The Olympic flag (L) and the logo of the Tokyo 2020 are displayed during the official flag arrival ceremony at the Tokyo's Haneda airport on August 24, 2016. Photograph: (AFP)
The IOC unveiled its first team of refugees in June in an effort to raise awareness of the issue
The newly-formed refugee team competing at this year's Olympics was one of the highlights in Rio de Janeiro but it is not clear if it will compete at the 2020 Games in Tokyo, the International Olympic Committee (IOC) said on Tuesday.
The IOC unveiled its first team of refugees in June in an effort to raise awareness of the issue and it was one of the feel-good stories of the Rio Olympics.
But it has yet to decide whether to send another refugee team to Tokyo in four years time.
"We will see. The team in Rio was to remind the world of the situation (of refugees)," Pere Miro, the IOC's Deputy Director General for Relations with the Olympic Movement, told reporters.
"(For Tokyo) this has not yet been decided. To have a team in Rio was not an objective in itself but a means to put this problem to the world," Miro said. "We will now go step by step."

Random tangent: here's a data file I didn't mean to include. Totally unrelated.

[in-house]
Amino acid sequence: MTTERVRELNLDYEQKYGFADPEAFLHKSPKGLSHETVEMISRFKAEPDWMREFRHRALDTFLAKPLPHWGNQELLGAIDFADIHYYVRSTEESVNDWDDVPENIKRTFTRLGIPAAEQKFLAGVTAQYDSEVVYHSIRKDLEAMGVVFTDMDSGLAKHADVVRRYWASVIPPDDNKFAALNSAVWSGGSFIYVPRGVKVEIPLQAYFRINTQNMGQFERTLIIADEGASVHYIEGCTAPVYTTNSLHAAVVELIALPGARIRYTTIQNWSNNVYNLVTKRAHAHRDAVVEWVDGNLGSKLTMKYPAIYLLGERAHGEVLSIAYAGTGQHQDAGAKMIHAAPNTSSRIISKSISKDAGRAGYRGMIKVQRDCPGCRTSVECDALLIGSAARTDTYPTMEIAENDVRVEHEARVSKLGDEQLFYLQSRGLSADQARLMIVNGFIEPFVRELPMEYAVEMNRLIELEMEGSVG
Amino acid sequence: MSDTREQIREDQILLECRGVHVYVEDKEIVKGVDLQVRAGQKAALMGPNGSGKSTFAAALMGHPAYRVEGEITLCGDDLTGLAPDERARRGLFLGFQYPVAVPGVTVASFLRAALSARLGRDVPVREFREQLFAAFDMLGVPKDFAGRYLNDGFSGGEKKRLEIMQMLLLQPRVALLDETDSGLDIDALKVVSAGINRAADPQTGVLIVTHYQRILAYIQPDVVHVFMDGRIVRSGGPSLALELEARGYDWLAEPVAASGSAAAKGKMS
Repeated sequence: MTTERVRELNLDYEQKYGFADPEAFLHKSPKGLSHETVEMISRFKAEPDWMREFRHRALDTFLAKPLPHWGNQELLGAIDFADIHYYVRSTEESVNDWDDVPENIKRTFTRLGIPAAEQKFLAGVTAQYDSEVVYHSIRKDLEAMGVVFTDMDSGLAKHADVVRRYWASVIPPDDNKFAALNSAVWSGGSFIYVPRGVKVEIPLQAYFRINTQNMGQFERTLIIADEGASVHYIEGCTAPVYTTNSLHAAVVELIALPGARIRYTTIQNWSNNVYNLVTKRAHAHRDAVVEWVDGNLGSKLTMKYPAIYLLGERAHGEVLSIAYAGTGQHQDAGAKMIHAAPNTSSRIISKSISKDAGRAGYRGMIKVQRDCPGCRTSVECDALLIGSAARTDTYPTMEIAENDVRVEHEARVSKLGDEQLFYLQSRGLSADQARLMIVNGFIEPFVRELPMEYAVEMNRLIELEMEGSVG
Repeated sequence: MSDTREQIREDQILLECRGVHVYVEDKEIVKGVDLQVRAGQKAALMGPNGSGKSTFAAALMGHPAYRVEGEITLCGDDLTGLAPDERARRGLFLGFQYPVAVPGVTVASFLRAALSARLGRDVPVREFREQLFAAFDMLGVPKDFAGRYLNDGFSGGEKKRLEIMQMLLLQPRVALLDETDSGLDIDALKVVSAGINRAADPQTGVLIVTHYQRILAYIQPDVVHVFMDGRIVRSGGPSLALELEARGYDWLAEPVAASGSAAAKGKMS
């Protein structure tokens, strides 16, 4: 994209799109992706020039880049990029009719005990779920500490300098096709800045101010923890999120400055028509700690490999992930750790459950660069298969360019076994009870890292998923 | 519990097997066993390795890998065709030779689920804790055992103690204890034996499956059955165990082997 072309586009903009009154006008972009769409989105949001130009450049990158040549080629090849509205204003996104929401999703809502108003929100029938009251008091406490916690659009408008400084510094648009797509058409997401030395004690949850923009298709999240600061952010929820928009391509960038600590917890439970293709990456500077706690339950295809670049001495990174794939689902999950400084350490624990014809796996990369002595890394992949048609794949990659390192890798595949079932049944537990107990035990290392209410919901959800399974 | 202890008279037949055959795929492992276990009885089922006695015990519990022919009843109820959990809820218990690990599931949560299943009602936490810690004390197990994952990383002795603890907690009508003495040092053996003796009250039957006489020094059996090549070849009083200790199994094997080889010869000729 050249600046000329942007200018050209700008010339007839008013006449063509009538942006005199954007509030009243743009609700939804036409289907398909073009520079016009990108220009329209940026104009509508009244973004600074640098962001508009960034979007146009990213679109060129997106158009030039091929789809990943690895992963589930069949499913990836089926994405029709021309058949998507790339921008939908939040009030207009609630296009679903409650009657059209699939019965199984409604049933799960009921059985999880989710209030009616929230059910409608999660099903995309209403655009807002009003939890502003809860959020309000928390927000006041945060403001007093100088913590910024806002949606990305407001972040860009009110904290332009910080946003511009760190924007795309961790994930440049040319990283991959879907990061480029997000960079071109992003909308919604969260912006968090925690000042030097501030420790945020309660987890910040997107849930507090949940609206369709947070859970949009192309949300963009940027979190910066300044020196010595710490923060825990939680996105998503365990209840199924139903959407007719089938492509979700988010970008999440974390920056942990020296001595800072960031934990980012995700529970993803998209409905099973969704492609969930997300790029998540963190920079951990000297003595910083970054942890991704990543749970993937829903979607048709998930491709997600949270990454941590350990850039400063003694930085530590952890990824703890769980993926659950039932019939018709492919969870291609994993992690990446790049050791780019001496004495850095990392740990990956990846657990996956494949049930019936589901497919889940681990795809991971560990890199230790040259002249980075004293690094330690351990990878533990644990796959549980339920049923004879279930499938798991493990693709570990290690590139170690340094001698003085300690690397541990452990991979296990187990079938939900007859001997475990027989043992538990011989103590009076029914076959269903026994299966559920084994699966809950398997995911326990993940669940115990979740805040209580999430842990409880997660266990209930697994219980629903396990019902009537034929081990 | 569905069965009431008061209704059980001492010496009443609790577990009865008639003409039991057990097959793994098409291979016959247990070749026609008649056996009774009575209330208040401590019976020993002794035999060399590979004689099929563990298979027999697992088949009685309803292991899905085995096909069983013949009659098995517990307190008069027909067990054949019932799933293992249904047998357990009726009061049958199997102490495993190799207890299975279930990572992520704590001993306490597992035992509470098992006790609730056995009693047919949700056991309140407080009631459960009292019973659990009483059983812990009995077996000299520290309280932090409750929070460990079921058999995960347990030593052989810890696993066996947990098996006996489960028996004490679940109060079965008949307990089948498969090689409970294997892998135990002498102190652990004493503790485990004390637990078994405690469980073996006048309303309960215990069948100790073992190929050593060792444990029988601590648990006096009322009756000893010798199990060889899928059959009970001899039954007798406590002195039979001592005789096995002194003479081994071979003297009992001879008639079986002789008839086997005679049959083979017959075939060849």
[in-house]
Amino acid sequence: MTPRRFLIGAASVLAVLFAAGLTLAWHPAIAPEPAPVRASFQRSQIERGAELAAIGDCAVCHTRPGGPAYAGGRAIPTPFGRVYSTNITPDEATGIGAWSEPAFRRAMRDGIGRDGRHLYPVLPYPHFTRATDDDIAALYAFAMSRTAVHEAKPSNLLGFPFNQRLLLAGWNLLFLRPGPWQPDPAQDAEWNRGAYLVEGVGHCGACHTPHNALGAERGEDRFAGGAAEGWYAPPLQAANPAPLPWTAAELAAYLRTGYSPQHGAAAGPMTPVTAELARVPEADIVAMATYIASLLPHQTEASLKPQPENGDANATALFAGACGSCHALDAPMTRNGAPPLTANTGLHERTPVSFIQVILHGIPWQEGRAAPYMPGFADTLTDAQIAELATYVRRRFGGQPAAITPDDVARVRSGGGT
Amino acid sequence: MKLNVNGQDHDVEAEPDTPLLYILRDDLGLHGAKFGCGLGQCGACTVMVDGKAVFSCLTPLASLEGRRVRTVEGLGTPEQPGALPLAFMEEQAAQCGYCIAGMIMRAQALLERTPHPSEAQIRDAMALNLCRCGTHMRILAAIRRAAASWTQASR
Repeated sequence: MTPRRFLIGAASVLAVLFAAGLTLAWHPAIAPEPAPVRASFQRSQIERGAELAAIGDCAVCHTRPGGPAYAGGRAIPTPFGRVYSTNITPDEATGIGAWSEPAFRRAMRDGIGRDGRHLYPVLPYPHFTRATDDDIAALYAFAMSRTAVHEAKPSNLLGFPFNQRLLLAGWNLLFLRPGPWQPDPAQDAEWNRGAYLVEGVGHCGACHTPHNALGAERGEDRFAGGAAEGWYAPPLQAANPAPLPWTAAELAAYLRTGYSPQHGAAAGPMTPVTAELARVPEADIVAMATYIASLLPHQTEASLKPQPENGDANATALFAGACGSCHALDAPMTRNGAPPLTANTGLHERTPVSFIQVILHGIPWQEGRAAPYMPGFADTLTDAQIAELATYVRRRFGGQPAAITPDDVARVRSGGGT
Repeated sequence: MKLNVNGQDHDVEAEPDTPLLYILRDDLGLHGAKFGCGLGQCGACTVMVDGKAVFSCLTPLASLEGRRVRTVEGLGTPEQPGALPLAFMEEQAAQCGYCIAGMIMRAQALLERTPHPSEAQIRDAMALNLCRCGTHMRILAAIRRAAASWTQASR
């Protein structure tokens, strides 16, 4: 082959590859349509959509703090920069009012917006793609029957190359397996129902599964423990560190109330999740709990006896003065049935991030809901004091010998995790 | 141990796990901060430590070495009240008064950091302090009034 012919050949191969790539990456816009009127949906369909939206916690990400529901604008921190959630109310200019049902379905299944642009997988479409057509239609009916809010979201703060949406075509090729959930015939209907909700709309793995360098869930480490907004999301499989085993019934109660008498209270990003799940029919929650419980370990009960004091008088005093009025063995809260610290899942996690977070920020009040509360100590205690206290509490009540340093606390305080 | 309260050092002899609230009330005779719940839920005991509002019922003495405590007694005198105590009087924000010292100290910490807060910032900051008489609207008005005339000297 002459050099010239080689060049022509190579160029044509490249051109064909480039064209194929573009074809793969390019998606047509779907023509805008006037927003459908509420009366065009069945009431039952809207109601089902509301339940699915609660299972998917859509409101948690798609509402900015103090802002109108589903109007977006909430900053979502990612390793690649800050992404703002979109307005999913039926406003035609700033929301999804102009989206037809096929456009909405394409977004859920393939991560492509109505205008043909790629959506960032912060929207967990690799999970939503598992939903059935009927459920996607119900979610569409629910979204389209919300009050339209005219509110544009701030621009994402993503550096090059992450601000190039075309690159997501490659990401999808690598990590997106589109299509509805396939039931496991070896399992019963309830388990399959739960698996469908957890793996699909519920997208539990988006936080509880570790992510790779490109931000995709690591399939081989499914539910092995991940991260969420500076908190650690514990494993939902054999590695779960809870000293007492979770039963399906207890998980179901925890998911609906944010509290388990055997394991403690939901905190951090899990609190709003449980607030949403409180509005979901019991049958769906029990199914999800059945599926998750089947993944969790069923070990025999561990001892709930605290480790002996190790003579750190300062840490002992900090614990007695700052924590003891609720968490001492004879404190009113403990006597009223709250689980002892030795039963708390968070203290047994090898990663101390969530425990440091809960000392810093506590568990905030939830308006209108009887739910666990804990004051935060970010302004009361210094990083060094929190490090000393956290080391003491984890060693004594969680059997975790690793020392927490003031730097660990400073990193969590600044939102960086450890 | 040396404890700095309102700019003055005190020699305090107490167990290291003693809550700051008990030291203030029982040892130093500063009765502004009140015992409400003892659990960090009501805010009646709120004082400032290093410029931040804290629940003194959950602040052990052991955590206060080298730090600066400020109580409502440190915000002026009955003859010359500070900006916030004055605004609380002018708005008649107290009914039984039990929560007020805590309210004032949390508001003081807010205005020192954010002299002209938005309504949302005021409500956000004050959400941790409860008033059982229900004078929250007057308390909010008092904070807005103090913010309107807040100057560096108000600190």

The 10-member refugee team, hand-picked by the IOC, hogged the spotlight after marching as the penultimate team before hosts Brazil in the Opening Ceremony at the Olympic stadium on Aug. 5.
More than a million refugees streamed into Europe in the past year alone as they fled fighting in Syria and other countries.
Millions more are housed in camps in countries across the world, having escaped dozens of wars or armed conflicts in their home nations.
The Refugee Olympic Team (ROT) included five athletes from South Sudan, two from Syria, two from Democratic Republic of Congo and one from Ethiopia.
Miro said although a decision on Tokyo had yet to be taken, all national Olympic committees had been tasked with locating any potential Olympians among refugees living in their countries.
As for the 10 refugees who took part in Rio, Miro said the IOC would continue supporting them in their quest for sporting achievement or just a normal life away from war and violence.
"We have not abandoned the 10 athletes," he said. "We continue working with them. We have the duty to continue working with them."